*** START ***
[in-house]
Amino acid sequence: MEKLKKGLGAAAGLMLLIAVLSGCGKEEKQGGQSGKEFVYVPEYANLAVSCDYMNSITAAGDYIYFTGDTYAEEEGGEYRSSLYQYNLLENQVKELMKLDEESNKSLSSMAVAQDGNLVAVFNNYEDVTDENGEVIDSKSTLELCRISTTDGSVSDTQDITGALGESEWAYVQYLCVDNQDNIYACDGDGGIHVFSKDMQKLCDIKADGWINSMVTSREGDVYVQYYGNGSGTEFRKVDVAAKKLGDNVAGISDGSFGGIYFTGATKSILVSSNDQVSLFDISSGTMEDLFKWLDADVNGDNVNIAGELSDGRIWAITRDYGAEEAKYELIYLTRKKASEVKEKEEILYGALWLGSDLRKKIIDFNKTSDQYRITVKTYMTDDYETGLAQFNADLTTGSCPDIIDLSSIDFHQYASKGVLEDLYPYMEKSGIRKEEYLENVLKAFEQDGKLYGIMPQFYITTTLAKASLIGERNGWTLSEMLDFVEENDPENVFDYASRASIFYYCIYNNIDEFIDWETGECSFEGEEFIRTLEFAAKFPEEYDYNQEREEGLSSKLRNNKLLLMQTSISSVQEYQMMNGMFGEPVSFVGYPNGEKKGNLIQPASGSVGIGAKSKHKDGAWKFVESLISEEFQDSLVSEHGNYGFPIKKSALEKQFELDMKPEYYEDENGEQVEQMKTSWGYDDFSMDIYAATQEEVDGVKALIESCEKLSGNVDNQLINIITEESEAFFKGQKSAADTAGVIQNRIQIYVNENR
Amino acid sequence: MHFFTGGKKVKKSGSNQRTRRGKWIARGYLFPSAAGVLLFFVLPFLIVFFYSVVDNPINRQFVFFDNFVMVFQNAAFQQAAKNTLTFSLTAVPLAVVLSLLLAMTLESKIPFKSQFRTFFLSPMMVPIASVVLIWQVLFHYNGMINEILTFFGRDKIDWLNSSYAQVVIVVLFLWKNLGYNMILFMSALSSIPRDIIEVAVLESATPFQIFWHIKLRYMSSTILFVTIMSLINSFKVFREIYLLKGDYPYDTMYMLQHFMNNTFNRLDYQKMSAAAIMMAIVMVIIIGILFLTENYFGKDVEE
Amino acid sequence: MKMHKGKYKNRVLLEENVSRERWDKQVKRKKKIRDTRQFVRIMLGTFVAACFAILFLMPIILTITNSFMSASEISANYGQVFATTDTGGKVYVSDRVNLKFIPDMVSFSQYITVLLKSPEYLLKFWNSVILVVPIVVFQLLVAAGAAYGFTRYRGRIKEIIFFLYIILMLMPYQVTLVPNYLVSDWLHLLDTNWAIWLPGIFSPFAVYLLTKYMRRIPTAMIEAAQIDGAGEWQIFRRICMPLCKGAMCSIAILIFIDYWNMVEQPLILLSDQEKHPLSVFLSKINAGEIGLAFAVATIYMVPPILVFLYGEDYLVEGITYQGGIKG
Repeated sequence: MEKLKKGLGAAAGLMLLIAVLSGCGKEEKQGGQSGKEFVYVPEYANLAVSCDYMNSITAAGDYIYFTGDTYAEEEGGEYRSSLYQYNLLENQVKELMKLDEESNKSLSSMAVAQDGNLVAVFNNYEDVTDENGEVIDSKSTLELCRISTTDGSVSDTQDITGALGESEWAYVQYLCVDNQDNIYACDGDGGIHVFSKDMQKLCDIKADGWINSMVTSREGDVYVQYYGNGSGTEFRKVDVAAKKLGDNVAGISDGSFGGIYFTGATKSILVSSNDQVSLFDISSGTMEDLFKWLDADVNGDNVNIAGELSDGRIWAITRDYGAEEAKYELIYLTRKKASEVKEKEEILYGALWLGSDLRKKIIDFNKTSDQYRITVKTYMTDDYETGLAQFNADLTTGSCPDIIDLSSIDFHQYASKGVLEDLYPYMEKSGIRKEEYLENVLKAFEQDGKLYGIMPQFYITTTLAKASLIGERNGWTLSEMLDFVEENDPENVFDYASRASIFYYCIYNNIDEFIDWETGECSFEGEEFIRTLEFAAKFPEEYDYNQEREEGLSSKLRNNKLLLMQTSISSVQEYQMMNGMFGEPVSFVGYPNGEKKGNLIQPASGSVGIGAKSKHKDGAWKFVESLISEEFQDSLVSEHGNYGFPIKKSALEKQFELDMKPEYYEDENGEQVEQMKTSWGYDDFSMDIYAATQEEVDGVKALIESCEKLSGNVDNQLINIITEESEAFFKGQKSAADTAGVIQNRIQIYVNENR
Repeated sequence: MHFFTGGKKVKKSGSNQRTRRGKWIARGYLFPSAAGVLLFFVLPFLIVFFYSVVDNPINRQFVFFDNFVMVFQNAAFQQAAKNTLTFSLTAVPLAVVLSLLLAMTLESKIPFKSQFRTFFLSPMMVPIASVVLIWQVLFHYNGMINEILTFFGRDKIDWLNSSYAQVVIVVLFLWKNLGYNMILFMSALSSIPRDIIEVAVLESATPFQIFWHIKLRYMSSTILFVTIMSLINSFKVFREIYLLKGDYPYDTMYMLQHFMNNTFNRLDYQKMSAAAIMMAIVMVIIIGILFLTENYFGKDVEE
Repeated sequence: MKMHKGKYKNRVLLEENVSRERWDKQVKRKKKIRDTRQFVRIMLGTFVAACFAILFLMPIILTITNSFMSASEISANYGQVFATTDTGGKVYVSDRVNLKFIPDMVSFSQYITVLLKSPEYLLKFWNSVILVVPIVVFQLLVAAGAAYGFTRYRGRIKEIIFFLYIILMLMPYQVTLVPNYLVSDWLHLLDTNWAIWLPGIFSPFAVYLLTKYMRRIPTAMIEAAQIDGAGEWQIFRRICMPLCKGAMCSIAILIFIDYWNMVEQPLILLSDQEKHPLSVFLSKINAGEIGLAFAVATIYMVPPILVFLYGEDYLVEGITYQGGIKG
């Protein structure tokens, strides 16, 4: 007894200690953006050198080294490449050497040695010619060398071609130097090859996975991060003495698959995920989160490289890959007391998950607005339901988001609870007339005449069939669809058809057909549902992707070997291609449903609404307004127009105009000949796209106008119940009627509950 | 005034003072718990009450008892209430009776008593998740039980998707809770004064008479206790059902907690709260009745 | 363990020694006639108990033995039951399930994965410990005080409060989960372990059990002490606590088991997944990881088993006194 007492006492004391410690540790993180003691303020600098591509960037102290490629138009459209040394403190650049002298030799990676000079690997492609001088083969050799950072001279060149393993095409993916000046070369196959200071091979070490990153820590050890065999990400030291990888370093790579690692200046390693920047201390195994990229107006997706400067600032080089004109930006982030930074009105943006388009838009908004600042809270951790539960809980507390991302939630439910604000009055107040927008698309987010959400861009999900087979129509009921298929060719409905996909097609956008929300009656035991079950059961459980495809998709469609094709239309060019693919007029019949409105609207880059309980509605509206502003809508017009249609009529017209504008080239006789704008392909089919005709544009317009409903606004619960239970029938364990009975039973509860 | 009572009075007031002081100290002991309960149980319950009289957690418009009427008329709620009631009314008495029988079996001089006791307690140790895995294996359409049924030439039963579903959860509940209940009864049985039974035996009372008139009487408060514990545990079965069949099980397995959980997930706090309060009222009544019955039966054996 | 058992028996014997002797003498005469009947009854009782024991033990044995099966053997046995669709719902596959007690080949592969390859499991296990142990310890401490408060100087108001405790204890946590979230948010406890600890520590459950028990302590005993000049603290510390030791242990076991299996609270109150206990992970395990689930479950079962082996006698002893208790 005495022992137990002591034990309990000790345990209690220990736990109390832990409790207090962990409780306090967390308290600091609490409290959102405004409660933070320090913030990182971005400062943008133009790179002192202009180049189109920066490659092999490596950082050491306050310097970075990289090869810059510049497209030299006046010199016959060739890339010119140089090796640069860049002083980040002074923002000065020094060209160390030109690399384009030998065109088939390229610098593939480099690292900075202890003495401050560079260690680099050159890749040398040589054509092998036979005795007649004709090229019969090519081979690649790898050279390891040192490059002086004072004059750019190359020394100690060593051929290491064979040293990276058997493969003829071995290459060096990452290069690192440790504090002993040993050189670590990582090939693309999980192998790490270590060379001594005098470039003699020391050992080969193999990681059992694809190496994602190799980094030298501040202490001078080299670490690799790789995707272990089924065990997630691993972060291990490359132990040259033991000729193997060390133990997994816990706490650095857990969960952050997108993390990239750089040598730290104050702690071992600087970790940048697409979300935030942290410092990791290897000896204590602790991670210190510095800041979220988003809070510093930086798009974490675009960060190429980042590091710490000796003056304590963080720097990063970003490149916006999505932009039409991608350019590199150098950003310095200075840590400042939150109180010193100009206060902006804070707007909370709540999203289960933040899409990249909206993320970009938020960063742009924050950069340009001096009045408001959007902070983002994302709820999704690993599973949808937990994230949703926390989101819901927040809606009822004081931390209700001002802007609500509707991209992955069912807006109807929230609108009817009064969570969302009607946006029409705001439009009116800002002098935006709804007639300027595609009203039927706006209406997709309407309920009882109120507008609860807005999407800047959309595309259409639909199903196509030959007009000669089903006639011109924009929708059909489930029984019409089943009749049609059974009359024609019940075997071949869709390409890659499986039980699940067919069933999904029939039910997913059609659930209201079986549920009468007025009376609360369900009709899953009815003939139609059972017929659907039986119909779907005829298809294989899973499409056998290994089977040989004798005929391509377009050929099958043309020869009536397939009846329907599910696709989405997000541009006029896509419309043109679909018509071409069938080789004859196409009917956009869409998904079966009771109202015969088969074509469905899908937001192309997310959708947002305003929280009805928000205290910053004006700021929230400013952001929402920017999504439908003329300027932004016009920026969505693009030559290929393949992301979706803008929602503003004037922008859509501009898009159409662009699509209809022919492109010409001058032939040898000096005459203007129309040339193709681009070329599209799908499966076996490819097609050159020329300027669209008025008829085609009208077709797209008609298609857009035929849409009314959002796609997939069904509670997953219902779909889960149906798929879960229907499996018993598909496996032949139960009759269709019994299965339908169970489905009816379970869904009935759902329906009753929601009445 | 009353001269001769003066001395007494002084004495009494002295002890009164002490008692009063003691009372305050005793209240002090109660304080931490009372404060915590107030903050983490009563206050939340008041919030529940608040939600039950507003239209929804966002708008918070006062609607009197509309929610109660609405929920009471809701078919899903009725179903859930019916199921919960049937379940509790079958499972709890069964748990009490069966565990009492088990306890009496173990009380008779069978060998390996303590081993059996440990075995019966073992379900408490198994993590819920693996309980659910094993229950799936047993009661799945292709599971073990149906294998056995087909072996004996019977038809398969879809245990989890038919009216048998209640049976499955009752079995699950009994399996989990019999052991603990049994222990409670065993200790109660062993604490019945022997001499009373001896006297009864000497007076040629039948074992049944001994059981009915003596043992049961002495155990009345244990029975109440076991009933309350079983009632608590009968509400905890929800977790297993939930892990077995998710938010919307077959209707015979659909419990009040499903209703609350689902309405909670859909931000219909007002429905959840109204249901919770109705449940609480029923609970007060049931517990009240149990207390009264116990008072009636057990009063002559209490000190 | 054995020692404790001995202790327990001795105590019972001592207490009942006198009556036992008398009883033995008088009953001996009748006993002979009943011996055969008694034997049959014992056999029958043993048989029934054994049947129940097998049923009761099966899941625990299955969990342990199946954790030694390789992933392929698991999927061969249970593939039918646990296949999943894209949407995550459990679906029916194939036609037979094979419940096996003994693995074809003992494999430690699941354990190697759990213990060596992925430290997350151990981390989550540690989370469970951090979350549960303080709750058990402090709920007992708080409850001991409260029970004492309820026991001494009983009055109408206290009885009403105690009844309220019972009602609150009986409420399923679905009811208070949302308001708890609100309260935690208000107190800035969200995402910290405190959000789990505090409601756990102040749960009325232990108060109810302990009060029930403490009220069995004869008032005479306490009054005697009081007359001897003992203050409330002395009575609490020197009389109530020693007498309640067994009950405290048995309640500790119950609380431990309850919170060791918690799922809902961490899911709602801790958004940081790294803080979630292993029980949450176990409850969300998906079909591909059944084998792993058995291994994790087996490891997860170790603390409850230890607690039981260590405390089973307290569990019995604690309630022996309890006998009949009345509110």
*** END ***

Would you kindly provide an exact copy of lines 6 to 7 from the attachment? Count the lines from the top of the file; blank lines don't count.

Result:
Repeated sequence: MHFFTGGKKVKKSGSNQRTRRGKWIARGYLFPSAAGVLLFFVLPFLIVFFYSVVDNPINRQFVFFDNFVMVFQNAAFQQAAKNTLTFSLTAVPLAVVLSLLLAMTLESKIPFKSQFRTFFLSPMMVPIASVVLIWQVLFHYNGMINEILTFFGRDKIDWLNSSYAQVVIVVLFLWKNLGYNMILFMSALSSIPRDIIEVAVLESATPFQIFWHIKLRYMSSTILFVTIMSLINSFKVFREIYLLKGDYPYDTMYMLQHFMNNTFNRLDYQKMSAAAIMMAIVMVIIIGILFLTENYFGKDVEE
Repeated sequence: MKMHKGKYKNRVLLEENVSRERWDKQVKRKKKIRDTRQFVRIMLGTFVAACFAILFLMPIILTITNSFMSASEISANYGQVFATTDTGGKVYVSDRVNLKFIPDMVSFSQYITVLLKSPEYLLKFWNSVILVVPIVVFQLLVAAGAAYGFTRYRGRIKEIIFFLYIILMLMPYQVTLVPNYLVSDWLHLLDTNWAIWLPGIFSPFAVYLLTKYMRRIPTAMIEAAQIDGAGEWQIFRRICMPLCKGAMCSIAILIFIDYWNMVEQPLILLSDQEKHPLSVFLSKINAGEIGLAFAVATIYMVPPILVFLYGEDYLVEGITYQGGIKG